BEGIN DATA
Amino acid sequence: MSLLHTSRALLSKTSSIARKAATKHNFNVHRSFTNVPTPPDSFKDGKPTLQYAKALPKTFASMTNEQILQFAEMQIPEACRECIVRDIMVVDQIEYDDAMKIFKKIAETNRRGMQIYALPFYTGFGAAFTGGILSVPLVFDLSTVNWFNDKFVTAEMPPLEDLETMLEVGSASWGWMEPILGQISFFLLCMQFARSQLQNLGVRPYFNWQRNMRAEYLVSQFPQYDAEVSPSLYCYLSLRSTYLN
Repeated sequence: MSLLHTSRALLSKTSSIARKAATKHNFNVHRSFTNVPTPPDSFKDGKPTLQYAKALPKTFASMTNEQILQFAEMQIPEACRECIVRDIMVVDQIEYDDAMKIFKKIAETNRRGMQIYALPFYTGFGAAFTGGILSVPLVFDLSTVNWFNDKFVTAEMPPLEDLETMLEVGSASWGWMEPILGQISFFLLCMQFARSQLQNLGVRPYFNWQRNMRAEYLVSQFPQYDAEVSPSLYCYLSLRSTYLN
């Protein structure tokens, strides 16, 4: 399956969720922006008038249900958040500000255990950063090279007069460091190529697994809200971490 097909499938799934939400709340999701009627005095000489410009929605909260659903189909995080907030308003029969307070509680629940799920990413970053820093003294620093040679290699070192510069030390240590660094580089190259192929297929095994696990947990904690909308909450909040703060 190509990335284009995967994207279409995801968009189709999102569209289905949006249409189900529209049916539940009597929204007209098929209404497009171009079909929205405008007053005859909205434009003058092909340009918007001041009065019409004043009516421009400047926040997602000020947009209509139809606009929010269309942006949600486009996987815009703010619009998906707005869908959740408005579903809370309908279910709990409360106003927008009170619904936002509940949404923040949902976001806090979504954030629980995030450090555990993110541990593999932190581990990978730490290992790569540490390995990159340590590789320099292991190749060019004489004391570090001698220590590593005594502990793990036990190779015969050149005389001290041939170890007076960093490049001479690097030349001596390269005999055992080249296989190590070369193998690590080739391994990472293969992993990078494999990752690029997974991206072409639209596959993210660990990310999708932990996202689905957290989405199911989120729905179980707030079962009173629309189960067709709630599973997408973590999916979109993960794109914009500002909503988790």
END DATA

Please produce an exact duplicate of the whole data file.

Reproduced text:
Amino acid sequence: MSLLHTSRALLSKTSSIARKAATKHNFNVHRSFTNVPTPPDSFKDGKPTLQYAKALPKTFASMTNEQILQFAEMQIPEACRECIVRDIMVVDQIEYDDAMKIFKKIAETNRRGMQIYALPFYTGFGAAFTGGILSVPLVFDLSTVNWFNDKFVTAEMPPLEDLETMLEVGSASWGWMEPILGQISFFLLCMQFARSQLQNLGVRPYFNWQRNMRAEYLVSQFPQYDAEVSPSLYCYLSLRSTYLN
Repeated sequence: MSLLHTSRALLSKTSSIARKAATKHNFNVHRSFTNVPTPPDSFKDGKPTLQYAKALPKTFASMTNEQILQFAEMQIPEACRECIVRDIMVVDQIEYDDAMKIFKKIAETNRRGMQIYALPFYTGFGAAFTGGILSVPLVFDLSTVNWFNDKFVTAEMPPLEDLETMLEVGSASWGWMEPILGQISFFLLCMQFARSQLQNLGVRPYFNWQRNMRAEYLVSQFPQYDAEVSPSLYCYLSLRSTYLN
């Protein structure tokens, strides 16, 4: 399956969720922006008038249900958040500000255990950063090279007069460091190529697994809200971490 097909499938799934939400709340999701009627005095000489410009929605909260659903189909995080907030308003029969307070509680629940799920990413970053820093003294620093040679290699070192510069030390240590660094580089190259192929297929095994696990947990904690909308909450909040703060 190509990335284009995967994207279409995801968009189709999102569209289905949006249409189900529209049916539940009597929204007209098929209404497009171009079909929205405008007053005859909205434009003058092909340009918007001041009065019409004043009516421009400047926040997602000020947009209509139809606009929010269309942006949600486009996987815009703010619009998906707005869908959740408005579903809370309908279910709990409360106003927008009170619904936002509940949404923040949902976001806090979504954030629980995030450090555990993110541990593999932190581990990978730490290992790569540490390995990159340590590789320099292991190749060019004489004391570090001698220590590593005594502990793990036990190779015969050149005389001290041939170890007076960093490049001479690097030349001596390269005999055992080249296989190590070369193998690590080739391994990472293969992993990078494999990752690029997974991206072409639209596959993210660990990310999708932990996202689905957290989405199911989120729905179980707030079962009173629309189960067709709630599973997408973590999916979109993960794109914009500002909503988790």